In the past, research on human growth hormone, or HGH research, has revealed a lot about the hormone and what its functions are in the human body. We now know that human growth hormone is produced by the pituitary gland, that it regulates growth in children and young adults, and that the levels produced in humans drop off quickly after growth is complete. Both too little and too much of the hormone cause significant health problems in humans of any age. Scientists have also learned how to produce the hormone artificially in the laboratory.
HGH studies on the role of the hormone in later life are more recent and more controversial than the work on childhood abnormalities. It seems that, in adults, this essential hormone is responsible for the maintenance of bone density, lean body mass, and muscle strength. It regulates fat storage and blood sugar. Various scientific papers reporting on the results of HGH research have been interpreted as evidence that human growth hormone holds the key to longevity, possibly even lasting youth. The majority of this work looked at treating elderly people with age related health problems, rather than healthy aging people seeking anti-aging therapy. Results are inconclusive: growth hormone therapy can make us look younger, but it may not be the proverbial fountain of youth.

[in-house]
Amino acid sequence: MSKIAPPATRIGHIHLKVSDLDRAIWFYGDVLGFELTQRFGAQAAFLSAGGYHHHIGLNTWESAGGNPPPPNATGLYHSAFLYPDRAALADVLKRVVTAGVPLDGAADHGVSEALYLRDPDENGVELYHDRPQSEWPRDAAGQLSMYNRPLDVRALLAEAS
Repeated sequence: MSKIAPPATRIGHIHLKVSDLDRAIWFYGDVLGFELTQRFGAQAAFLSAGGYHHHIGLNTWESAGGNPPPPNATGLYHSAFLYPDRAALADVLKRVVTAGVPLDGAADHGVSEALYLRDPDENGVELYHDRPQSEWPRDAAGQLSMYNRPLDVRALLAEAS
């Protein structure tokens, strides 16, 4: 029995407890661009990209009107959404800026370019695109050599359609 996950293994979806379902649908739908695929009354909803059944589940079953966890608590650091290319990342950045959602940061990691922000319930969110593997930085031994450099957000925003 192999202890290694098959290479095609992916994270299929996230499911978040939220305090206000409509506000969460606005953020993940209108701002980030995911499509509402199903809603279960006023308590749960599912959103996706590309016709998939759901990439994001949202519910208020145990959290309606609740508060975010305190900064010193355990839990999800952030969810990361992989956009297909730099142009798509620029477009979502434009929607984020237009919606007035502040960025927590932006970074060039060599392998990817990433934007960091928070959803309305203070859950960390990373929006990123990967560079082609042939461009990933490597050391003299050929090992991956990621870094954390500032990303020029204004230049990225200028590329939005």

Amidst all the claims being made for human growth hormone, it's important to uncover the HGH facts, the things we really do know about the effects of hormone supplementation. First, HGH studies have shown that it doesn't enter the bloodstream when it is ingested: in order to get any effect from therapeutic growth hormone, it has to be injected. Injections do bring results - younger looking skin, leaner body mass and sometimes increased bone density. HGH research has also shown, however, that undesirable side effects are very common.
Unpopular HGH facts include the information that when human hormone therapy has been used on elderly patients, HGH studies have not documented significant improvement in age-related health problems. Mental and emotional functioning doesn't improve and most marked physical changes are primarily cosmetic. HGH research in mice suggests that increased levels of the hormone may actually shorten lifespan. Added to this, hormone injections are prohibitively expensive and have to be prescribed by a medical doctor.
Few large, long term, properly conducted HGH studies have been done on the relative benefits and risks of therapy with this hormone. We simply don't know what the long term effects of using the treatment might be. From the HGH facts that are known, however, it seems clear that the majority of the real benefits can be realized by other established methods with none of the risk. Exercise produces leaner body mass. Other hormone treatment can increase bone density. A quality vitamin and mineral supplement will provide nutrients and antioxidants that from part of a healthy anti aging routine. Discuss HGH research and other alternatives with your doctor if you are considering trying this type of hormone therapy.
R. Drysdale is a freelance writer with more than 25 years experience as a health care professional. You can learn more about HGH research on the AntiAging Information site.